But you’ll need to provide data-supported reasoning behind the request. To approve a date change, retail buyers must see data that illustrates why a change would beneficial to OTIF performance. If you have a due date that doesn’t fit your production or transportation schedule, compile supporting information, and reach out to your buyer to request a new timeline on all future orders.

Renegotiate Minimum Order Quantities and Cadence

Just like requesting new due dates, retail buyers will often work with their suppliers to adjust order quantities that allow for a profitable relationship. Buyers still want to see how a change would help your brand stay in compliance. It is important to find the data that best shows why adjusting a minimum order quantity would benefit your OTIF performance.

If you are unable to consistently fulfill the “in-full” portion of OTIF, adjusting minimum orders or order cadence can help your organization build inventory to better manage requirements.

Build-In Lead Time

It can be difficult to add sufficient lead time to shipments, and rush orders aren’t always avoidable. However, doing so can help you significantly when it comes to hitting retail delivery requirements.

When you give your logistics partner advanced notice, they can secure the most reliable carriers, cut costs, and ship orders with necessary buffer time.  The unexpected happens in transportation. Shipping with an extra day or two of padding can be the difference between a successful and late delivery.

Providing lead time is especially crucial in the winter or when inclement weather is looming. Having a few extra days for transit will give your order needed flexibility in case of delay or if something else goes wrong in-transit.

Work with Preferred Carriers

Not all carriers are created equal. Some have more experience with and are better suited for retail deliveries. Ensure that your organization works with a preferred carrier for all retail deliveries.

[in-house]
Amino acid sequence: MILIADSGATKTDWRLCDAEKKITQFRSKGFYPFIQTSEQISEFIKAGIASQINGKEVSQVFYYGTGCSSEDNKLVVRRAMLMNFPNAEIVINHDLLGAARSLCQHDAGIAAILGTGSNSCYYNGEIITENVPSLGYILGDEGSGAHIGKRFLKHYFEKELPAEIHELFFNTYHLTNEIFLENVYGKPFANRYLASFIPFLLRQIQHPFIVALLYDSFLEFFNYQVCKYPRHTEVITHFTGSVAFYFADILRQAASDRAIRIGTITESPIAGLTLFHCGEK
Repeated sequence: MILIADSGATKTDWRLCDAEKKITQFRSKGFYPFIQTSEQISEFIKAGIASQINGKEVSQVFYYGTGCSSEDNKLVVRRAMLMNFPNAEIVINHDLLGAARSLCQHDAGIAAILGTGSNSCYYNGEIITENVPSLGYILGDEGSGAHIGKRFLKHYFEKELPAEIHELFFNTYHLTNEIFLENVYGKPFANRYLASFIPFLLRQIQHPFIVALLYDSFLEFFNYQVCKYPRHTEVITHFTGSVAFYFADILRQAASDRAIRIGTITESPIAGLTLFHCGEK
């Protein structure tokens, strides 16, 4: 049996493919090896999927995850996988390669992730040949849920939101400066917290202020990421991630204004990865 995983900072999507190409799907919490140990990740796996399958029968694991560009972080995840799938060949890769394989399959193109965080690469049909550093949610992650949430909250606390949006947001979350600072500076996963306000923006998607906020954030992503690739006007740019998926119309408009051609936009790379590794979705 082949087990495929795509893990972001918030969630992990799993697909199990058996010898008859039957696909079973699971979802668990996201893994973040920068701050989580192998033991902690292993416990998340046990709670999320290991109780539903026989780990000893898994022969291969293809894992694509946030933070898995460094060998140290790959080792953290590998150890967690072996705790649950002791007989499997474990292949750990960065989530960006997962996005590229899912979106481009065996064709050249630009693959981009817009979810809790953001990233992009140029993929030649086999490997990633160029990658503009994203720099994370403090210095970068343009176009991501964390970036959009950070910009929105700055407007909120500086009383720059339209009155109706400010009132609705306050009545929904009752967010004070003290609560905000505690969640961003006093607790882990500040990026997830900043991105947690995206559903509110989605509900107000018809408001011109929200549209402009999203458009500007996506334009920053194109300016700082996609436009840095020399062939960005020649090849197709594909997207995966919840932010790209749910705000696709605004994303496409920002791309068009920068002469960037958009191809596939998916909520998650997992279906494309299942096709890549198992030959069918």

Booking a shipment with a preferred carrier with retail experience will give your organization the best chance of hitting OTIF requirements. These carriers understand the nuances of retail shipping and more easily hit deadlines.

Also, having set ship dates and less variance with preferred carriers can help you meet OTIF standards. Work to schedule contracted carriers and set transit days/times so that there is as little flux as possible.

Ensure Your Order Fits in a Carrier’s Network 

In addition to vetting a carrier’s capability for retail delivery, you should determine whether a specific order will fit into their network, especially when delivering to a new receiving location. Evaluate whether a carrier has a presence in that area. They may not have receiving terminals nearby, or they may not service the retail location frequently enough to make your due date.

Unfortunately, most who encounter this issue do so after a service failure. Carriers will not inform you before booking a shipment that they will have difficulty delivering to a certain location. They will often just agree to move the load and fail to have it delivered on-time. Be sure to examine a carrier’s network before deciding on who to book a shipment with to see if they are the right fit.

Look for and Evaluate Consolidation Opportunities